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Emergency Preparedness

How to Disinfect Your Water

During a disaster or an emergency such as fire, earthquake, flood, contaminous event or hazardous chemical spill, please follow these EPA-recommended tips on how to disinfect your water:

USE ONLY WATER THAT HAS BEEN PROPERLY DISINFECTED WHEN DRINKING, COOKING, MAKING ANY PREPARED DRINK, OR FOR BRUSHING TEETH.

1. BOTTLED WATER: Use bottled water that has not been exposed to flood water if it is available.

2. BOILING: If you do not have bottled water, you can boil water to make it safe. Boiling water will kill most types of disease-causing organisms that may be present. If the water is cloudy, filter it through clean cloths or allow it to settle. Then, draw off the clear water for boiling. Boil the water for one minute, let it cool, and store it in clean containers with covers.

  • Filter murky or colored water through clean clothes or allow it to settle. It is better to do both: filter and then let the water settle.
  • Boiling is the best method to make water safe because it kills many disease-causing microorganisms like Giardia lamblia and Cryptosporidium, which are frequently found in rivers and lakes.
  • To improve the flat taste of boiled water, aerate it by pouring it back and forth from one container to another. Allow it to stand for a few hours or add a pinch of salt for each quart or liter of water boiled.

3. DISINFECTING: If you cannot boil water, you can disinfect it by using household bleach. Bleach will kill some, but not all, types of disease-causing organisms that may be in the water. If the water is cloudy, filter it through clean cloths or allow it to settle. Then, draw off the clear water for disinfection. Add 1/8 teaspoon (or 8 drops) of regular, unscented, liquid household bleach for each gallon of water, stir it well and let it stand for 30 minutes before you use it. Store disinfected water in clean containers with covers.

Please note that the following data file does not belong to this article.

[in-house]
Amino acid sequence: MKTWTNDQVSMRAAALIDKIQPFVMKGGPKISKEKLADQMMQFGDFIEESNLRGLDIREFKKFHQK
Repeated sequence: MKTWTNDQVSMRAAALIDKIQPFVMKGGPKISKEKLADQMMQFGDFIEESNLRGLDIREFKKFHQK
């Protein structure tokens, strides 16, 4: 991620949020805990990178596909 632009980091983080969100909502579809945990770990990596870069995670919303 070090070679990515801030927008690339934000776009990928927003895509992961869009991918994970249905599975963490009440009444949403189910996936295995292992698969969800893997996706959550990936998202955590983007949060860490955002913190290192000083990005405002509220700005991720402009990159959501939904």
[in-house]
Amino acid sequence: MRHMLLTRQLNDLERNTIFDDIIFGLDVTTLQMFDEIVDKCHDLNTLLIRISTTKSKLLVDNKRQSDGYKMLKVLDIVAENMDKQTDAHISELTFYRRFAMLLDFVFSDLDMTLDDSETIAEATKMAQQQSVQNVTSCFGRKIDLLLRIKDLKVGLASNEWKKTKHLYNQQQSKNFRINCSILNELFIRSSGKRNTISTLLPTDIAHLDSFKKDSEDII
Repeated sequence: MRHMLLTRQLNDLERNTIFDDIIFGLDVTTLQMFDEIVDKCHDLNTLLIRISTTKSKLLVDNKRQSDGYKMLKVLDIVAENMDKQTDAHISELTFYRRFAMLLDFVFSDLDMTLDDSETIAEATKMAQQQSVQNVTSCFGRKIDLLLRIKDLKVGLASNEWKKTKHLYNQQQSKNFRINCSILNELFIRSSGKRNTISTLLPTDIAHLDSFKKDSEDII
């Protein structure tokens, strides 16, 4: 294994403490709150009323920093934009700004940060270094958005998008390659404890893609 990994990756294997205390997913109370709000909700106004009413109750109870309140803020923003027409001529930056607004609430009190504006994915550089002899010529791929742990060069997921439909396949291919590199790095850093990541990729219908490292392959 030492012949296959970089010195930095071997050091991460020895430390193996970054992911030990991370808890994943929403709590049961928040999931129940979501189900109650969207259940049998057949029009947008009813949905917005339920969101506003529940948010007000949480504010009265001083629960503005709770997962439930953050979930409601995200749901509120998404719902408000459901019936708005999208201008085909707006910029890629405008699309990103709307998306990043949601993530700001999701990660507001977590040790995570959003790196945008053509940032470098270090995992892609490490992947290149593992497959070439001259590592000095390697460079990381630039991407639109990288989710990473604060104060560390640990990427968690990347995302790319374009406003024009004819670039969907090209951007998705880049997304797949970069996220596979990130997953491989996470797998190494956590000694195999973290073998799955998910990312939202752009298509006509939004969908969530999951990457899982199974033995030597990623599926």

• When boiling is not practical, certain chemicals will kill most harmful or disease-causing organisms. Chlorine (in the form of unscented bleach) and iodine are the two chemicals commonly used to treat water.
  • You can use non-scented, household chlorine bleach that contains a chlorine compound to disinfect water. Note:1/8 teaspoon and 8 drops are about the same quantity.
  • You can use a small amount of iodine to disinfect filtered and settled water. Common household iodine from the medicine chest or first aid kit may be used to disinfect water. For cloudy water add ten drops and let the solution stand for at least 30 minutes.

4. WATER WELLS: If you have a water well that has been flooded, the water from it should be tested and disinfected after floodwater recedes. If you suspect that your well may be contaminated, contact your local or State Health Department or Agriculture Extension Agent for specific advice.

If you would like to learn more about disinfecting your contaminated water after a disaster or emergency, please visit the US EPA online at www.epa.gov